A natural question that might arise then is how can you recover from lack of sleep, or at least what can you do to mitigate the damages already done? The first step is to prioritize getting adequate sleep. This means making sure you get 7–8 hours of sleep every night and also that you aim to ensure good sleep quality by following good sleep hygiene advice, such as having a regular sleep schedule, getting enough sunlight in the morning, and avoiding caffeine, alcohol, tobacco and overeating close to bedtime. Taking a nap earlier in the day is also recommended, especially after acute sleep deprivation. In the next paragraphs, we will explore how long it actually takes to recover from lack of sleep.
Recovering from too little sleep takes longer than you think
A 2021 study tested how fast people recovered after two commonly experienced types of sleep loss, namely chronic sleep restriction, in which participants were allowed to sleep only 4 hours a night for 5 consecutive nights, and acute total sleep deprivation – one night without any sleep at all. The study involved 83 healthy adult participants between the ages of 21 and 50 years.
When trying to understand how long it takes to recover from sleep, one has to decide which parameters to measure. As we know, poor sleep impairs pretty much every aspect of our health – immune system, mental health, hormones, metabolism, our cognitive abilities. In this study, researchers decided to test reaction time, vigilance, attention, self-reported vigor, and ability to resist sleep before the sleep deprivation regimens and 4 consecutive recovery days after it. Researchers found that all parameters returned to normal levels during the 4 recovery nights, except vigilance after chronic sleep and vigor after acute sleep deprivation.
Yet another 2021 study supports the findings of previous research, stating that recovery from sleep takes longer than one might think. Here, researchers, had study participants sleep 30% less than they usually do for 10 days, after which a week of recovery sleep followed. Researchers measured cognitive performance and found that even after a full week of recovery sleep when study participants were allowed to sleep as much as they wanted, cognitive performance was diminished and did not reach baseline levels that were measured before sleep restriction.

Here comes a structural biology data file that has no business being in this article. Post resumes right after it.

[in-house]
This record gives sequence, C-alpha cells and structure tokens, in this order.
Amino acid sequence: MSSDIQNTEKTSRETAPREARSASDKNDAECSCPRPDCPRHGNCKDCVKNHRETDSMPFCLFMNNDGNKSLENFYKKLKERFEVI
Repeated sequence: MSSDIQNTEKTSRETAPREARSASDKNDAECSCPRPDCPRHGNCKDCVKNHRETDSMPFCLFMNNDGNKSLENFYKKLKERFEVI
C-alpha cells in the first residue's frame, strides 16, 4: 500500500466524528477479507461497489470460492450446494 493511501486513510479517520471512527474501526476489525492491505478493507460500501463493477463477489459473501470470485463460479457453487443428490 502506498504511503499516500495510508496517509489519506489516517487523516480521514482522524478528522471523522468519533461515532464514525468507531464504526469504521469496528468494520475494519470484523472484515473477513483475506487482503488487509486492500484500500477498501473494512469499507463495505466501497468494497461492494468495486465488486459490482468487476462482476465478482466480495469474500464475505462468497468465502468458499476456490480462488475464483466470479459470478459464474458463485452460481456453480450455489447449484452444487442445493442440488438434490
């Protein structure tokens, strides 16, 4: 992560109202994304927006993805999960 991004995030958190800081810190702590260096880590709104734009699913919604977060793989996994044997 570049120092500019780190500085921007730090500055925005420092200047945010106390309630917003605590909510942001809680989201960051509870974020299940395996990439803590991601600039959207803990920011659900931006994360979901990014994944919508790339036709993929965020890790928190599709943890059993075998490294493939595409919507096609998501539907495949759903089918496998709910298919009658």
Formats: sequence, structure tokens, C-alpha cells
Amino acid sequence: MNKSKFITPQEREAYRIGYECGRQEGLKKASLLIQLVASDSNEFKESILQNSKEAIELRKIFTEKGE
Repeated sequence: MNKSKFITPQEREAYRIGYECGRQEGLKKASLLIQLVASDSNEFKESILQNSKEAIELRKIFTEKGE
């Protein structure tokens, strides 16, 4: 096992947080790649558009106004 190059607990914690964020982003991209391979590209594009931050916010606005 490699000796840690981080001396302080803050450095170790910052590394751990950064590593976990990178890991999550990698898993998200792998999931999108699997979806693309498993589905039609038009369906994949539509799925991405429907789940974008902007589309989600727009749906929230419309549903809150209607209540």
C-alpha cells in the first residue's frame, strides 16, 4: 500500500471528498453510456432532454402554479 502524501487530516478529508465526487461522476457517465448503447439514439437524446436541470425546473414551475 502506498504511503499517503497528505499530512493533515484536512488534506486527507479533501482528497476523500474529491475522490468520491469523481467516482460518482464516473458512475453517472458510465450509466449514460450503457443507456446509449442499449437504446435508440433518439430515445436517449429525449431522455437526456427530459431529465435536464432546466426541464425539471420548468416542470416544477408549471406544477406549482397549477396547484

Longer sleep on weekends is not enough to recover from lack of sleep during weekdays
Another 2021 study investigated the effects of 6 weeks of chronic sleep restriction with weekend recovery on cognitive performance and well-being in high-performing adults. The study involved 15 individuals who were allowed to sleep only 5 hours on weekdays and 8 hours on weekends. Using a battery of 10 cognitive tests covering a range of cognitive domains, researchers showed that such chronic lack of sleep even when allowing longer sleep on weekends led to decreased accuracy across cognitive domains, decreased vigilant attention, and increased speed at the expense of accuracy on a spatial cognition task. Importantly, these cognitive performance deficits were not restored by two nights of 8-hour recovery opportunities at weekends.
In conclusion, even though we can mitigate some damages done by lack of sleep, research says that such recovery takes much longer than one might think.
- Sleep. Effects of six weeks of chronic sleep restriction with weekend recovery on cognitive performance and wellbeing in high-performing adults.
- Sleep. Residual, differential neurobehavioral deficits linger after multiple recovery nights following chronic sleep restriction or acute total sleep deprivation.
- PLOS ONE. Observing changes in human functioning during induced sleep deficiency and recovery periods.